Of course research on two-way communication is not new in the Communication and Public Relations fields, but many large organizations are still trying to figure this out. Blogs where the bloggers interact with their audience are much more engaging than those in which either (1) the blogger NEVER comments or acknowledges comments or (2) where the blogger is a high-profile public personality but the individual blogging or answering comments is clearly a random staffer, responding in obvious PR-speak.  The second situation might actually be worse, audiences can tell and it just seems insincere.  (Note: Ofcourse CEOs can’t be on their iphones answering comments but the way around this is to simply acknowledge up front that while the “name” is being used for the blog, staffers are handling the comments).

Tribes & community building:  To my knowledge there is not much scholarly research on the study of online communities and tribes–but see Norman (2012) for a rare example from hockey.This site would be good source material for an online ethnographic study of blog communities.  How do the social interactions between participants on the blog construct the blog as a social space?  At the rate that the Capital Weather Gang blog is developing, I’m guessing that it is possible that at some point it will move into IRL events such as happy hours or meetups. A rich subcommunity of ‘snowbros/gals’ , meteorologists, and yes, trolls, is developing. Commenters here have become fiercely protective of the bloggers and often go to great length to reprimand ‘drive-by’ commenters that drop in to sneer at “failed” weather forecasts. 

Gatekeeping: How central is gatekeeping to online communities? As the blog has developed “regulars” do they become the opinion leaders? Who starts being looked at as a defacto authority figure–is it a function of posting frequency, personality or technical knowledge?  Today some posters are even recognized by the Post’s meteorologists for the substantive contributions that they bring to the table. Nice cred! 

Technological Change: Nobody likes change, anyone that works in a large organization knows that when the IT folks introduce a new software platform everyone groans in dismay.  Sure enough, the Washington Post has recently introduced a new comment system and it’s been not been well received.  Discontent with this new commenting feature is currently playing out on the CWG blog oo.

But apart from all that academic stuff, the blog is really cutting edge–hell, bleeding edge. 

There’s NOTHING like it on the internet. This is a blog about WEATHER (and I’m saying that in a good way) yet it’s accessible,  impossibly fun but also educational–I never though I’d care or know what polar vertices, derechos, or domma storm patterns were.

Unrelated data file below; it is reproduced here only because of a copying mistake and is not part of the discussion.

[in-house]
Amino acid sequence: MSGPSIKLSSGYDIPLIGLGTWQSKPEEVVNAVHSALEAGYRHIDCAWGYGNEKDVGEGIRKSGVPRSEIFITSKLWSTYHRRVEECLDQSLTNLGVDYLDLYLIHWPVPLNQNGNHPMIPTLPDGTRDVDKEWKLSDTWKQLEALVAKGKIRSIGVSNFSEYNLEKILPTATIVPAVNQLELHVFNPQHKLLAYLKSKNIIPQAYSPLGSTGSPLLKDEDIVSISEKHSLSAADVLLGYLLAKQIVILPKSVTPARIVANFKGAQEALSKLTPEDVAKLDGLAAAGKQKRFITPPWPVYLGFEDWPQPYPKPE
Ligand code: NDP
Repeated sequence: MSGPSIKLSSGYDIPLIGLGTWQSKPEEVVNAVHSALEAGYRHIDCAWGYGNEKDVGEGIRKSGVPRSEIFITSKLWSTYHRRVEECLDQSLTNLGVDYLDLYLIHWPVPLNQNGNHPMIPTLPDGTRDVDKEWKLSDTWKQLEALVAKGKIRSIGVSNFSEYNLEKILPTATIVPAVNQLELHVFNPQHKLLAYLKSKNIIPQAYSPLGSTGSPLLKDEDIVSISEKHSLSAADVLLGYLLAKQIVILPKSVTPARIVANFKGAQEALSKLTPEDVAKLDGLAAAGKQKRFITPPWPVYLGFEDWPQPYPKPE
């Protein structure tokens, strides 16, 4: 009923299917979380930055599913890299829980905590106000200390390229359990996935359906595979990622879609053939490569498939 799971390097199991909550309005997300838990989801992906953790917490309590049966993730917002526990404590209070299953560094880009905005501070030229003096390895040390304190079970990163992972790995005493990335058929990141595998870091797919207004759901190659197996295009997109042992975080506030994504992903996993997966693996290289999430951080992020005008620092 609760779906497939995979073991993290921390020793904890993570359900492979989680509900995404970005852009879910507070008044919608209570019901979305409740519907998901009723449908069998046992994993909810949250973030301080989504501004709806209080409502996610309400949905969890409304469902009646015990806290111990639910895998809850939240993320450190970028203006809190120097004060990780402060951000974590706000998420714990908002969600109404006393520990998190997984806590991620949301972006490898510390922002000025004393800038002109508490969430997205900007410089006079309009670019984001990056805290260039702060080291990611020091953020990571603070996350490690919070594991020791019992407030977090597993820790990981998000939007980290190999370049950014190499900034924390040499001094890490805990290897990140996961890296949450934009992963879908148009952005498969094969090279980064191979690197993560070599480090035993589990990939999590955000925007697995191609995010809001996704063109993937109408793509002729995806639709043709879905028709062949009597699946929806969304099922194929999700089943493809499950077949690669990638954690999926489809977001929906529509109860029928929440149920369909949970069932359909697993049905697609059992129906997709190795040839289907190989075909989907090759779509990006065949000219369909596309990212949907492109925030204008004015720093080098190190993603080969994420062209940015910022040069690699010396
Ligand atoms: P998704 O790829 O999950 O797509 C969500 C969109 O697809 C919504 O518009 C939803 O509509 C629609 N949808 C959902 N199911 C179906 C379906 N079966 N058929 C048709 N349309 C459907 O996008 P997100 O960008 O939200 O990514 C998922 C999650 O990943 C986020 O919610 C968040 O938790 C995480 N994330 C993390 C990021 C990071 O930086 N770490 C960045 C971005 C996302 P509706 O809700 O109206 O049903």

I wish every city had one like this, these guys make meteorologists hip.  I would also say that technical bloggers in any practice could do well to study this blog and see how to talk to both a general audience, and a technical audience.

You can see a history of the CWG blog here .

My Policy Brief on the “Right to be forgotten”

I have uploaded my final report synthesizing the information that I have been exploring over the past few weeks.

The final report and presentation can be accessed here, with additional recommended resources here. There is also a dedicated page at the top on the menu bar.

This policy brief is an overview of the European Union’s proposed policies on digital privacy as announced on January 25, 2012. It has been prepared for the benefit of US business interests as represented by the US Chamber of Commerce

The brief provides the following information:

  • Key facts and goals of the proposed legislation.
  • Assumptions that may have shaped the way proposed legislation is framed.
  • A brief assessment of the proposed legislation’s strengths and its policy gaps.
  • A few suggestions for how an entity like the US Chamber of Commerce can engage with Europe on this matter.

I hope that the report will be useful, and I welcome any comments and feedback.   Although it is my final report on this particular topic, it is certainly not the end of the blog, and I will continue to share my thoughts on various issues related to international affairs, culture,  social media, and other technology related news.

“Right to be forgotten” refresher

In a about a week I will post a short policy brief , which will be an assessment of EU internet policy relating to data privacy.

I will be focusing on one of the documents published on January 25, 2012 when the new data directive was officially unveiled.  I will specifically examine the communication by the European Commission to the European Parliament and Council; and I will make the subject official document available (it’s public domain).  Meanwhile, the European Union’s rationale for the urgency of reform in this area can be seen in this factsheet .

To follow the report, it would also help to reiterate again exactly what is meant by “the right to be forgotten”.  That phrase is actually not mentioned in the official document that I will review, and it is a phrase that really has caught on from analysts and media.   However, it’s meaning was first articulated by Commissioner Viviane Redding, who is Vice-President of the EU’s European Commission and in charge of Justice, Fundamental Rights and Citizenship.  on January 22, 2012 she stated that, “If an individual no longer wants his personal data to be processed or stored by a data controller, and if there is no legitimate reason for keeping it, the data should be removed from their system”